4.Proper management – batteries have a system that is manageably enabled by the components. They have equally charge cells and charge voltage and current kept within safe boundaries.
1.Protection requires – batteries are not robust as it is the case with other rechargeable technologies. Their components require protection from getting overcharged as well as discharging much. Besides, they need a current safeguard with safe limits.
2.Cost – A major con about lithium batteries is the cost. They cost relatively high compared to other batteries. They are 40% more costly to manufacturer than nickel-cadmium cells. Considering their use in mass-produced items, it becomes a disadvantage where any additional cost may be an issue.
How do batteries work?
Have you ever mixed two elements with different reaction rates? The production of the bubbles seen is a result of a chemical reaction within the mix. It is the same reaction that happens within a battery. And with this, I assume you already know how a battery works.
Electricity, most probably as you already know, composes a flow of electrons through a conductor path (wire). And this path is known as a circuit.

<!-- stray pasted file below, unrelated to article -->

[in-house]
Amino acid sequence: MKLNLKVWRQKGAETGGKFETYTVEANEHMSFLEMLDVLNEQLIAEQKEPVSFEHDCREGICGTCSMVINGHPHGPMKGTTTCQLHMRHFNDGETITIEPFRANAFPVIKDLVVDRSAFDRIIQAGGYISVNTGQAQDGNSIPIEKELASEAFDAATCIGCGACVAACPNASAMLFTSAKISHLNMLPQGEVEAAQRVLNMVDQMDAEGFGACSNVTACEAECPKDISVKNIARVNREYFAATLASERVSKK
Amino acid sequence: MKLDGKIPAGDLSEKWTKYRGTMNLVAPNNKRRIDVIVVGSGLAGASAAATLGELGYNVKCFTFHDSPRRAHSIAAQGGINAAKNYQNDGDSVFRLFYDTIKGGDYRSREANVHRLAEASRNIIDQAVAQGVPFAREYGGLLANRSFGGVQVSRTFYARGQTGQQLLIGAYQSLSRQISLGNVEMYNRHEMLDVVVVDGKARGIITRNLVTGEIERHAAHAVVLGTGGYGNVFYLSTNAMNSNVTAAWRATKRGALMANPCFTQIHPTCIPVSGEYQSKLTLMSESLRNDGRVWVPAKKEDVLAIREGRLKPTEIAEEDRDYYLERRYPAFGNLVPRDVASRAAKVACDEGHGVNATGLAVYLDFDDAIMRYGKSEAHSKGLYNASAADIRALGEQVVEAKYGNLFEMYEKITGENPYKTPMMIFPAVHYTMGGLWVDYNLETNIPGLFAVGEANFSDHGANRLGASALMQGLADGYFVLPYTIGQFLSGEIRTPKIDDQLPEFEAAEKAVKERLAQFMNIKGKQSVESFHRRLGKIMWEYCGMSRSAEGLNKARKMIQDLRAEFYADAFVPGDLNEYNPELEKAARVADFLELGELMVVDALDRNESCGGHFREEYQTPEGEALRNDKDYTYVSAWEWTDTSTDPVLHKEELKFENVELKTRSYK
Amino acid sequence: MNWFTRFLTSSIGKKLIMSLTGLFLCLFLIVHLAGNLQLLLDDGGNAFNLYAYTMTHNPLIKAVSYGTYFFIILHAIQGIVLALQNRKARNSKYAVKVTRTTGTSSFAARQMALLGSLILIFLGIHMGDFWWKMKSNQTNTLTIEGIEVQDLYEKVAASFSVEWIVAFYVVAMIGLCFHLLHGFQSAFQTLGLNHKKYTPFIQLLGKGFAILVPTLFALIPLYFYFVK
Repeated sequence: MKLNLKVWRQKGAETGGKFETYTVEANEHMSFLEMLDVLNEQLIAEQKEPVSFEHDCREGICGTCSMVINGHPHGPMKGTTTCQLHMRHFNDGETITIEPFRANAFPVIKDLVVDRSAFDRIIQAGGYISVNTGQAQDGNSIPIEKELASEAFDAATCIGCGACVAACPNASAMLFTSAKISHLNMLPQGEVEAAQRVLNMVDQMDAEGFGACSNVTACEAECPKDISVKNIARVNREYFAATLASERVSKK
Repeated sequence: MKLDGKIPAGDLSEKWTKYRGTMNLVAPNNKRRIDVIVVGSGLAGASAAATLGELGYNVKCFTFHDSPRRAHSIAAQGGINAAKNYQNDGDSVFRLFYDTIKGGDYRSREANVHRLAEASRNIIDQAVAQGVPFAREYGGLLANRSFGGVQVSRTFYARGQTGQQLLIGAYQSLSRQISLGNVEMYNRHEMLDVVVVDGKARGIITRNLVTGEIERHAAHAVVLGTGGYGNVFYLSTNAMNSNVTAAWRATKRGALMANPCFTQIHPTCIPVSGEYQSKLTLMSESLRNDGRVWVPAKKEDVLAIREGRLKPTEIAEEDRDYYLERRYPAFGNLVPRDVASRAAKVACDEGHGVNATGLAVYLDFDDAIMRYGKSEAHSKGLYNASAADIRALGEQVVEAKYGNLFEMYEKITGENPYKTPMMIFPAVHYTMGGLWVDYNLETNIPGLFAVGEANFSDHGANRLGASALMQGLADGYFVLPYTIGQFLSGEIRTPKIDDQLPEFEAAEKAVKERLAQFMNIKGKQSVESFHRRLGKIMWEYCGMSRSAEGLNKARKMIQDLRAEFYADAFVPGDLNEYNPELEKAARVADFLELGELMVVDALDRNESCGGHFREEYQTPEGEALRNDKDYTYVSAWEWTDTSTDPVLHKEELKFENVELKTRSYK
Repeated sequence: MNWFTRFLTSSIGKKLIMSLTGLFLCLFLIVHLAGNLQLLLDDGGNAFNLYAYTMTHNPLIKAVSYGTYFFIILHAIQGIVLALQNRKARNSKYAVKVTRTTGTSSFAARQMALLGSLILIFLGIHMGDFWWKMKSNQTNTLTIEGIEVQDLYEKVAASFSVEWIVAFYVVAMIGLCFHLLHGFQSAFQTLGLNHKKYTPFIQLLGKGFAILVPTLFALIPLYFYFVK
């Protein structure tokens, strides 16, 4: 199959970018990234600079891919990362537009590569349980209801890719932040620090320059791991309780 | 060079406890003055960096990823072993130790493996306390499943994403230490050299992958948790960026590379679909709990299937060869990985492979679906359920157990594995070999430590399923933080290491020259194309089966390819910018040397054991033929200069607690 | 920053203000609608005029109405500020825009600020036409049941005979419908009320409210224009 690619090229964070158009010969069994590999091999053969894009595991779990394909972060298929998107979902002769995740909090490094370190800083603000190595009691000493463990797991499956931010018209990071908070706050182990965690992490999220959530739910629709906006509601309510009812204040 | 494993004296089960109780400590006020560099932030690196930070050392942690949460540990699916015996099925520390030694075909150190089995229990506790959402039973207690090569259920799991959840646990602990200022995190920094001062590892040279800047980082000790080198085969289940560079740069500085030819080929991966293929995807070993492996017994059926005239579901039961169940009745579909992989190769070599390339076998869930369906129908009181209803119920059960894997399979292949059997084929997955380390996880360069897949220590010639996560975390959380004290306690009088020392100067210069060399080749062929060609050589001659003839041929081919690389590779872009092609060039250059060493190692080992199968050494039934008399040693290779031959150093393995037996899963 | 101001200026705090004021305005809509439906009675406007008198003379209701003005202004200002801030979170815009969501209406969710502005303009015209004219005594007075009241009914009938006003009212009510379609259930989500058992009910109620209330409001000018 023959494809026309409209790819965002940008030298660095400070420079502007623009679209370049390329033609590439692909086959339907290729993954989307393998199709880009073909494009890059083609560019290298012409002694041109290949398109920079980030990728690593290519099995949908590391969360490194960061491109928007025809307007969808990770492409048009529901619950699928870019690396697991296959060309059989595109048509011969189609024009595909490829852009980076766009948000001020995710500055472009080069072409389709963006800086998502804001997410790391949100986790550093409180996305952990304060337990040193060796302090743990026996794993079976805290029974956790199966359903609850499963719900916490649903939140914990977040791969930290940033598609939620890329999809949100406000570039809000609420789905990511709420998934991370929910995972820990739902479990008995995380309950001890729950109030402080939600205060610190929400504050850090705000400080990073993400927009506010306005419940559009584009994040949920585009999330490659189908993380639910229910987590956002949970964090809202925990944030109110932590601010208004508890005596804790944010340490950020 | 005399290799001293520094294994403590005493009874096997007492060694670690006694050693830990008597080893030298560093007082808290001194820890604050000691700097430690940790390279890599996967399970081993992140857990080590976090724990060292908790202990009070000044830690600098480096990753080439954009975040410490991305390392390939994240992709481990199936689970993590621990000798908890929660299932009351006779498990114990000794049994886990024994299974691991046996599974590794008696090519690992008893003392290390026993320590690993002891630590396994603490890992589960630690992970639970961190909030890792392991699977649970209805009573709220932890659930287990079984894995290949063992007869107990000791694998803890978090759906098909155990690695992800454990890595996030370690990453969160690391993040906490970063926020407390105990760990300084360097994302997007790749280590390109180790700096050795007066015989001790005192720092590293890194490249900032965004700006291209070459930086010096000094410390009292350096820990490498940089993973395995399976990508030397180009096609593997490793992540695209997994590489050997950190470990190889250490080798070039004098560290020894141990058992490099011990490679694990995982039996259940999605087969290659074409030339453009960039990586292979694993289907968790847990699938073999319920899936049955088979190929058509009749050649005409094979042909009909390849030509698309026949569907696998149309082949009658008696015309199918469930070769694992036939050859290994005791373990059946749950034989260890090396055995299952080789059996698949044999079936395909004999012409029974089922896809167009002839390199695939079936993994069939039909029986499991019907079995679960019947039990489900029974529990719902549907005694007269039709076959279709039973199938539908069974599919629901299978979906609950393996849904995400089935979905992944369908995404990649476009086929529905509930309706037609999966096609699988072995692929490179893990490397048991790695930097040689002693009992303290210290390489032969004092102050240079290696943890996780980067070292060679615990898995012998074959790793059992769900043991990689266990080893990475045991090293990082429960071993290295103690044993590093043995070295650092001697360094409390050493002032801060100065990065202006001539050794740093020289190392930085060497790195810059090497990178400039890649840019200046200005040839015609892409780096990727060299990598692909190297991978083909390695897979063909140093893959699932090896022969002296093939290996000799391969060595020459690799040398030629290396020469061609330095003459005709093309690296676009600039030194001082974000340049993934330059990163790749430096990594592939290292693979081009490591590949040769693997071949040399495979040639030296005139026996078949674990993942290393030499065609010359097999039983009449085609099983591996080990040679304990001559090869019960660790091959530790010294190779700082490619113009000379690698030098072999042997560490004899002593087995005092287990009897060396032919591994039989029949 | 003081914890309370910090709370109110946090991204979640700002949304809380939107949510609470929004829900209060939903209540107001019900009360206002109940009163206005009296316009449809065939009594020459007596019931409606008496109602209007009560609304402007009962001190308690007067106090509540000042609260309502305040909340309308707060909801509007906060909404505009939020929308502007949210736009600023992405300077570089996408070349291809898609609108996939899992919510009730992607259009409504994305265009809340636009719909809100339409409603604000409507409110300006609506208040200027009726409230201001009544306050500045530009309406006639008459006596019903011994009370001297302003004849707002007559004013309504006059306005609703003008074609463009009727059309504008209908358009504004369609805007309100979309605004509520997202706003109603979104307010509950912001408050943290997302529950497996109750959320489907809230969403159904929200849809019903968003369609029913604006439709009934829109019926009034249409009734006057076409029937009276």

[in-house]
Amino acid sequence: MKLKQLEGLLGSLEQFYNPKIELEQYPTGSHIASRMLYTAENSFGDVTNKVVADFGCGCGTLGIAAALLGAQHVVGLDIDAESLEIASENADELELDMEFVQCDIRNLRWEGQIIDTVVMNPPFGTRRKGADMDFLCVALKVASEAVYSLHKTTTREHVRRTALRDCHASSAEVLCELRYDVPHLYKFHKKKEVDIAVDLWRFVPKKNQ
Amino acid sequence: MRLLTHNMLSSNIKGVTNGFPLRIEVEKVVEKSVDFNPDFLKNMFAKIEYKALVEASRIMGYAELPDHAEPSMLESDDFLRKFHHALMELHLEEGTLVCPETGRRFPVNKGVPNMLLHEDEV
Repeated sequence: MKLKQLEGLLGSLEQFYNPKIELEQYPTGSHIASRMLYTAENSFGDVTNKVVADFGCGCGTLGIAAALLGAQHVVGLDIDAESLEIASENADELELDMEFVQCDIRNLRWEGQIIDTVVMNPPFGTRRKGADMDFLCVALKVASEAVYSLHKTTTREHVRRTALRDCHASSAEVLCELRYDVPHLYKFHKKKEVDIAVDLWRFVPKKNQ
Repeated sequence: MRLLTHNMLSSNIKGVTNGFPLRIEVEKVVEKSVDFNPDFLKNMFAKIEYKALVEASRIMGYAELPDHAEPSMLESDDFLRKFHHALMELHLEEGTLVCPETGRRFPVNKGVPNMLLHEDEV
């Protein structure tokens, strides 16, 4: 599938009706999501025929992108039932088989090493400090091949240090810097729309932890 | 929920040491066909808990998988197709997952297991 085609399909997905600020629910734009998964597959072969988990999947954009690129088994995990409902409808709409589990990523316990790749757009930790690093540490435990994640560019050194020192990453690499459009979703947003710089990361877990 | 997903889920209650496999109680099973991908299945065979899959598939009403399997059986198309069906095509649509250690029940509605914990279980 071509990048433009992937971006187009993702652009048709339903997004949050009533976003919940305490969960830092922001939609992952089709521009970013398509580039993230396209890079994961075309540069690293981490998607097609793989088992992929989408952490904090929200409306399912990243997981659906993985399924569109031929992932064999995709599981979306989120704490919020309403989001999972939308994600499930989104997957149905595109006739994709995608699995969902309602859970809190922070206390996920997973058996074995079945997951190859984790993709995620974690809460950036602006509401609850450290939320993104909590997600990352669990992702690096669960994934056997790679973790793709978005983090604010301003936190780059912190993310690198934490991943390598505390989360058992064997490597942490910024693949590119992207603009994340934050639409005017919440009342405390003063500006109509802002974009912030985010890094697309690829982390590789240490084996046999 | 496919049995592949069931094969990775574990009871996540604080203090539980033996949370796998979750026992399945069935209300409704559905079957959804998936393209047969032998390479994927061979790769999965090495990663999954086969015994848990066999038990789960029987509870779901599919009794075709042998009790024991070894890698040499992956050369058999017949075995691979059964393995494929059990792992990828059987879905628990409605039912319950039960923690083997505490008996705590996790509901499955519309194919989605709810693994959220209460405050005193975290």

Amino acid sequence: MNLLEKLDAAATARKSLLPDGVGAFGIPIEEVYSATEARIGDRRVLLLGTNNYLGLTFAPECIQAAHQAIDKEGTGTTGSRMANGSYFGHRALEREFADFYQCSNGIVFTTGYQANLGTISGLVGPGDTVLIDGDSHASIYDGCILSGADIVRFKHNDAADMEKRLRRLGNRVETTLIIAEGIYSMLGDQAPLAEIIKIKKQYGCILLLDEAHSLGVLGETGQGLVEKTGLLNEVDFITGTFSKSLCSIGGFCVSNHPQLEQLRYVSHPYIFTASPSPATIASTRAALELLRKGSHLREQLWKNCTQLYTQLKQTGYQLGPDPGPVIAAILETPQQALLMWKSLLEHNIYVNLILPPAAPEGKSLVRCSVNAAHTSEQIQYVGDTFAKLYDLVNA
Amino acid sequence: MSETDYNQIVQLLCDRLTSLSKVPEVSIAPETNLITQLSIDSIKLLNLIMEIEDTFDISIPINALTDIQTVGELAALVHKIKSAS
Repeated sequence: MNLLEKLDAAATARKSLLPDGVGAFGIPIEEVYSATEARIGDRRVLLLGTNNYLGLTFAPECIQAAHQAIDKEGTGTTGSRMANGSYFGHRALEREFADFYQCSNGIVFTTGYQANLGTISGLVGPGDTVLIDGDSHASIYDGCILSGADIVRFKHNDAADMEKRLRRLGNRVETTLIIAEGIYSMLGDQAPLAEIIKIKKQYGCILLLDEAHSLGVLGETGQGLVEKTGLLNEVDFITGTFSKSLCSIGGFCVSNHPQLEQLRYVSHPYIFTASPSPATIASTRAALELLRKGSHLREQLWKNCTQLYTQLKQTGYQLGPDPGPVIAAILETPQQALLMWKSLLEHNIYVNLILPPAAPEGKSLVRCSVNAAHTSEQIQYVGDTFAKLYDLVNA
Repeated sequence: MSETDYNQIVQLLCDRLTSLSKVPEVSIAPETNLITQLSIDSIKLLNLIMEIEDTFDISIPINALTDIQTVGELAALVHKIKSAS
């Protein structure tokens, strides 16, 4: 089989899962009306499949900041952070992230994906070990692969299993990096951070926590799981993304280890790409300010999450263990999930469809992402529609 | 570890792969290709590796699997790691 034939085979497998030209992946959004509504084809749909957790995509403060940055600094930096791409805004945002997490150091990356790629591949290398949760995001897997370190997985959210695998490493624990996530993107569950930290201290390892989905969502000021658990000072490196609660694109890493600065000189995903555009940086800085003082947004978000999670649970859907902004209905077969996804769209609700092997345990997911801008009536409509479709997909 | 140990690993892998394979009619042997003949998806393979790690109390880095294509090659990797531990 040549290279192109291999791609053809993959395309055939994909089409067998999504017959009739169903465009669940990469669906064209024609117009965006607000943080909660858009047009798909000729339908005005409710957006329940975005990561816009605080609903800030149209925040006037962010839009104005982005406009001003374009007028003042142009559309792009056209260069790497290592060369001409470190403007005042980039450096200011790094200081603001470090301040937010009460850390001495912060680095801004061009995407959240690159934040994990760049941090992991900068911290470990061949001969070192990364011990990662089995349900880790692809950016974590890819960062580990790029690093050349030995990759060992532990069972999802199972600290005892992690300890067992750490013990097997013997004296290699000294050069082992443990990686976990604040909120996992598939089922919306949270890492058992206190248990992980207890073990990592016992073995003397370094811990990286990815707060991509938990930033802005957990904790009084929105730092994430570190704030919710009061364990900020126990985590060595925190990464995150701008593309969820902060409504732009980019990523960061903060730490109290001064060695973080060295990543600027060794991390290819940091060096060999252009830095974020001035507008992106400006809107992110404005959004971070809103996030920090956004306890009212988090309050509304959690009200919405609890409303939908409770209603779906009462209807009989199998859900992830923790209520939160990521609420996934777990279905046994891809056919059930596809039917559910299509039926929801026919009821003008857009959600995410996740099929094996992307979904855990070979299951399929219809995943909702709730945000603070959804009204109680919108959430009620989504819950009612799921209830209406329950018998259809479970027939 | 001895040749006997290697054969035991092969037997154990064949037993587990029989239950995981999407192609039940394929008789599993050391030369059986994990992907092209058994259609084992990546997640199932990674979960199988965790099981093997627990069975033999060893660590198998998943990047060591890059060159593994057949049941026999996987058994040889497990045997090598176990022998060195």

Batteries have three essential parts, electrolyte, cathode, and anode. The cathode and anode (the most known as positive and negative sides) are attached up to an electrical circuit.
There are a series of chemical reaction that occurs in the electrolyte known as oxidation-reduction reactions. The cathode is the oxidation agent, as it accepts electrons from the anode, and the anode is called a reducing agent because it loses electrons to cathode.
As a result, the reduction and oxidation reactions result in the flow of ions between anode and cathode, and the release of electrons from the atoms of the electrode.
The produced free electrons cling around anode (right bottom part of the battery). It causes different charges at the anode, and this makes it negative as the electrons are produced, and the cathode becomes positively when the electrons from the anode are consumed. Through this reaction, different charges cause the electrons to want to move to the positively charged cathode. But the separator prevents them from doing so.
When you flick your flashlight’s switch, the electrons now have a path to flow to the cathode. But wait, they have to flow through the base of your flashlight’s bulb. And the circuit is not complete until electrons current reenters the battery through the top of the battery at the cathode.
Batteries play such vital in our lives. With batteries, you can comfortably use your portable devices without any need to access mains grid provided it has power. Batteries are made of different chemicals, including electrolyte, casing, and battery chemistry- combination of zinc, high-density manganese dioxide, and potassium hydroxide. These components are what battery is made of. With these batteries, we can get power with low cost and enjoying current without access to the mains grid.